Walter Cronkite's weathered 64-foot yacht is a blend of high-brow and down-home

The Baltimore Sun

If there is such a thing as an unpretentious 64-foot yacht, the two-masted vessel owned by Walter Cronkite is it.

While some owners turn their boats into floating jewel boxes, Cronkite's Wyntje is the kind of boat on which you could spill your lemonade and not worry about being thrown overboard.

"He has [the boat] to sail. Not sit in the harbor," said J. Holt, the yacht's smiley 28-year-old captain. "It is very family-friendly."

The upholstery is faded, and the wood panels gleam but don't overwhelm. The kitchen cupboards are stocked with heavy plastic plates, not china.

During the summers, Cronkite, the former anchor of The CBS Evening News, moors the boat off Edgartown on Martha's Vineyard. Cronkite takes it out for day sails and longer trips exploring the coast of Maine. In the winter, it floats in Tortola, part of the British Virgin Islands. Spring and fall are split between New York City and Annapolis, Holt said.

Last week, it was tied up at the dock off Prince Street near the Maryland Natural Resources Police building, and Cronkite was in town.

The yacht was designed by American boatbuilder Henry Hinckley in 1979. It was the last yacht the famed boatbuilder created before he died, Holt said. There are three sister ships, including one that anchors near Cronkite's in the winters. Cronkite bought his boat about two years ago.

The boat draws only 6 feet -- so it can poke in and out of mucky Chesapeake rivers and inlets. (In comparison, the 70-foot-long Volvo Ocean racing yachts that stopped in Annapolis last spring had 15-foot keels). The boat has a bronze centerboard that more than doubles the draft. But Holt said it is rarely used.

"Cronkite almost never leaves the cockpit," said Jenny Goff, the boat's other full-time crew member. "He almost never leaves the wheel."

It is easy to see why. In the center of the yacht -- rather than the stern -- the cockpit is comfortable and high with a commanding view of the seas around it. Cronkite took the same wooden swivel chair that he has used on other boats and put it behind the wheel.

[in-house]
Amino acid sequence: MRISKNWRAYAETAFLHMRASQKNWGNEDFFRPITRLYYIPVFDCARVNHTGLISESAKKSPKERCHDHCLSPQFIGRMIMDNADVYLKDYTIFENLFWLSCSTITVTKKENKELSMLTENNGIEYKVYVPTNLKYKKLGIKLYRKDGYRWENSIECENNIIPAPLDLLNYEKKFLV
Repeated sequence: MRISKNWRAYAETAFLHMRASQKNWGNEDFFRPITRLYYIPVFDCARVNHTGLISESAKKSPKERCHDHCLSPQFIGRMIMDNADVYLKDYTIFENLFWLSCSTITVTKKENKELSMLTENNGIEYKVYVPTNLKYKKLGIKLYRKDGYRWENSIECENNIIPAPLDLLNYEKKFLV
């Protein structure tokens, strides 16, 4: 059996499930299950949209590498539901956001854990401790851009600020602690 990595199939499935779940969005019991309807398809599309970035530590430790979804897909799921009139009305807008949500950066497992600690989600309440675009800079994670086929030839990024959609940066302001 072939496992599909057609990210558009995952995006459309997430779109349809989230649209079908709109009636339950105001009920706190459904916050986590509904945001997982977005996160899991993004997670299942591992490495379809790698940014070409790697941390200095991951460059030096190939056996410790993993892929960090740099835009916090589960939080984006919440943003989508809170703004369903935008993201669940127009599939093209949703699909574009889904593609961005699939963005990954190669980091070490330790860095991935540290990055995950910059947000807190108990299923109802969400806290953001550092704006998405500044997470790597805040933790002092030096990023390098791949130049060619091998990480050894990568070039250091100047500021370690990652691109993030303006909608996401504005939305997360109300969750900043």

All of the lines that control the sails are rigged to go to the center cockpit. A flat-screen monitor next to the wheel provides the skipper with navigation information. There are three GPS units aboard the boat.

Below decks are neat and cozy. The salon -- the room accessible from the main cockpit -- is the main interior gathering place for guests. Like the rest of the boat, it can be air conditioned and heated.

A wooden table is on the left, and a faded blue couch wraps around two sides of the table. The upholstery is navy with marine code flags on it.

Opposite the table is a television set hidden behind a blue curtain. Cronkite tries to catch the news when the yacht comes into ports.

A utility closet off the salon includes a washing machine and dryer.

Moving aft from the salon there is a galley kitchen decked out with a microwave, a three-burner stove, an icemaker and an electric griddle. The kitchen tap runs hot and cold water. Spices and a spatula are jammed behind the grill.

In the stern of the boat, behind the kitchen, is Cronkite's quarters. The master stateroom has its own bathroom and shower stall.

A wedge-shaped bed is nestled on the starboard side of the boat and a smaller day bed is on the port side. This way Cronkite can nap comfortably if the boat is heeled over to the left or right.

Best of all, the bedroom opens in the back to a private cockpit. It looks like an ideal place to have a glass of scotch or iced tea and watch the sunset.

But Cronkite doesn't spend much time there because he often has guests aboard to entertain, according to the crew.

Overnight passengers can stay in one of the two identical staterooms toward the bow of the boat. Each has its own "car stereo," according to Holt, so people can listen to their own music while in bed.

There is even closet space for guests; Cronkite thoughtfully stows extra foul-weather gear there, too. Each guest room has its own toilet but they share a shower.

The v-bunk, in the very front of the boat, is for the crew.

Visitors can't see some of the most impressive aspects of the boat. Beneath decks is a 700-gallon water tank -- virtually guaranteeing fresh water during long passages. The boat also has two 24-gallon water heaters.

"We've had five people on board, and everyone has been fine for a hot shower," Holt said.

The boat also carries 600 gallons of diesel fuel. That means the crew could motor from New York to the Virgin Islands without refueling.

The crew lives aboard full time. To Holt, it feels like "a 700-square-foot New York City apartment."

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